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Salt-free electrolysis of water facilitated by hydrogen gas in thin layer cell

Authors Li C, Aoki KJ, Chen J, Nishiumi T

Received 7 May 2013

Accepted for publication 30 May 2013

Published 19 July 2013 Volume 2013:3 Pages 7—15


Checked for plagiarism Yes

Review by Single anonymous peer review

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Chunyan Li, Koichi Jeremiah Aoki, Jingyuan Chen, Toyohiko Nishiumi

Department of Applied Physics, University of Fukui, Fukui, Japan

Abstract: Electrolysis of water without salt in a thin layer cell requires a voltage of more than 1.3 V. This voltage is found to be reduced to 0.4 V when hydrogen gas is dissolved in electrolyzed water. The decrease in the overvoltage can be used for the salt-free electrolysis of pure water. Thin layer electrolysis under steady state is often caused by redox cycling. The redox cycling model relevant to the reaction between H2 and H+ is theoretically analyzed here in a two-electrode cell. The validity and limitation are discussed on the basis of the experimental voltammograms of a solution containing H2 and H+. When a solution contains H2 without deliberately adding H+, hydrogen gas would not be expected at the cathode due to the small amount of H+. Consequently redox cycling might be blocked. However, experimental voltammograms, without the addition of H+, exhibited the steady state limiting current by redox cycling. The current was regarded as dissociation kinetics of water. The redox cycling in this case was theoretically analyzed to partially explain the experimental results. The oxidation of hydrogen gas at the anode facilitates the dissociation kinetics to produce redox cycling.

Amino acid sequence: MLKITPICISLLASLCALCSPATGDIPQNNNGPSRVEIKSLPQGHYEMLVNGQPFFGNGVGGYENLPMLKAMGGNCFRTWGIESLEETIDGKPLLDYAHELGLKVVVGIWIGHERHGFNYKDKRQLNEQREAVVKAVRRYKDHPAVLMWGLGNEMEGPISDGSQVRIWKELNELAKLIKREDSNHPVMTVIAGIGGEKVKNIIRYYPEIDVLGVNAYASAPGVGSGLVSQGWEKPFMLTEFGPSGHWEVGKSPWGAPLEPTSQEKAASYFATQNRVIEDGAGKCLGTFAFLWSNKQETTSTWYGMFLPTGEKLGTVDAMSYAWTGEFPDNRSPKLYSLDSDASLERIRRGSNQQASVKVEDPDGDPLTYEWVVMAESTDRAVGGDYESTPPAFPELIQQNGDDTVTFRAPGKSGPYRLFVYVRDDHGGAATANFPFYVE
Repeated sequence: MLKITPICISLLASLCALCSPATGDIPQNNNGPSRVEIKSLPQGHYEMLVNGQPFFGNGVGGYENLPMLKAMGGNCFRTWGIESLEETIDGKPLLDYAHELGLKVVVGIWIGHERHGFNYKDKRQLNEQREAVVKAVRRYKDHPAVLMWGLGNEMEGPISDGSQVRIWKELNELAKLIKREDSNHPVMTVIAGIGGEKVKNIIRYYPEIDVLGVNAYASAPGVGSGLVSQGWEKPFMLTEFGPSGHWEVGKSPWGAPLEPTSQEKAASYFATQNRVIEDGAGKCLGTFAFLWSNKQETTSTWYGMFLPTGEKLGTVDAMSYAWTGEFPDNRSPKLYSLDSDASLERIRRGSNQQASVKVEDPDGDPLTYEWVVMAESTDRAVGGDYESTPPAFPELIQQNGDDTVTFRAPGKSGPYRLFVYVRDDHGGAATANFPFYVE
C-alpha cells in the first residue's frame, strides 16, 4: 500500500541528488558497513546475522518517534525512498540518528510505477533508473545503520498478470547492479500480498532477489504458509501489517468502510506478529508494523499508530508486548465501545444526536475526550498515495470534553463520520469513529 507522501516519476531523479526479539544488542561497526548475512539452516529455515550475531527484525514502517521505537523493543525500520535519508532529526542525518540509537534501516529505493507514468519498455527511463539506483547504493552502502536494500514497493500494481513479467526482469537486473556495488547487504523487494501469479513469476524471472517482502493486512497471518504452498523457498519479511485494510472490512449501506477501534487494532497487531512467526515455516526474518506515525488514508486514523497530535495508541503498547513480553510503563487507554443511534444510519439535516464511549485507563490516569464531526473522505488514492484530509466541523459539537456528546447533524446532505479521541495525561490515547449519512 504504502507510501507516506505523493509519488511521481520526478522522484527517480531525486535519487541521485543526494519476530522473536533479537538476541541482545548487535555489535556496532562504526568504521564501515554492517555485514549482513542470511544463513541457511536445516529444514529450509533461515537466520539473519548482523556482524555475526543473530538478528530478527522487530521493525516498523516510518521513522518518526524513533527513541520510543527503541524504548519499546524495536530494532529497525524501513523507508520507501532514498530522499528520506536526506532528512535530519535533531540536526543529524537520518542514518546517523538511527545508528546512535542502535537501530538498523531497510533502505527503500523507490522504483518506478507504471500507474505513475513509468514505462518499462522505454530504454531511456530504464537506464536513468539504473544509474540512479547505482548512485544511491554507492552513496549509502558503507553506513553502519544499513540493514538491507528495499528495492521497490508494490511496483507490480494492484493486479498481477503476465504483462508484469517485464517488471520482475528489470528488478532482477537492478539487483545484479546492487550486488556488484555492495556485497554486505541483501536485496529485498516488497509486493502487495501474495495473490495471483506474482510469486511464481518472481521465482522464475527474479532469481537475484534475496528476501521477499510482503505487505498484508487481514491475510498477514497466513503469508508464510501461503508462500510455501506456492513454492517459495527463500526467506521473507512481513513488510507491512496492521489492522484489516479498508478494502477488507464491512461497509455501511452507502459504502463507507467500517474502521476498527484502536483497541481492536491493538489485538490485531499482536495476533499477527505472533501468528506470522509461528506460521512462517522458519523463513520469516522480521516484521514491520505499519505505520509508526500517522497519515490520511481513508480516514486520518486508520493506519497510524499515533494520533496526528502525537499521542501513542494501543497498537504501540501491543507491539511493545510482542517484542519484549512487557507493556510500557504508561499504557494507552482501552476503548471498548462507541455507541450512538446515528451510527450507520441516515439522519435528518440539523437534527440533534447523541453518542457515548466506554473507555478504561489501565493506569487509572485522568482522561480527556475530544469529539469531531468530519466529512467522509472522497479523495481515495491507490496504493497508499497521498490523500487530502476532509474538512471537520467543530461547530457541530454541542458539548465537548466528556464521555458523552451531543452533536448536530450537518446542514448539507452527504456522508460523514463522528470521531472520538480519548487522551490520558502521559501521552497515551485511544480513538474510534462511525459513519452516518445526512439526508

Keywords: redox cycling, hydrogen gas, dissociation kinetics of water, electrolysis of pure water in thin layer cell, CE mechanism under the steady state

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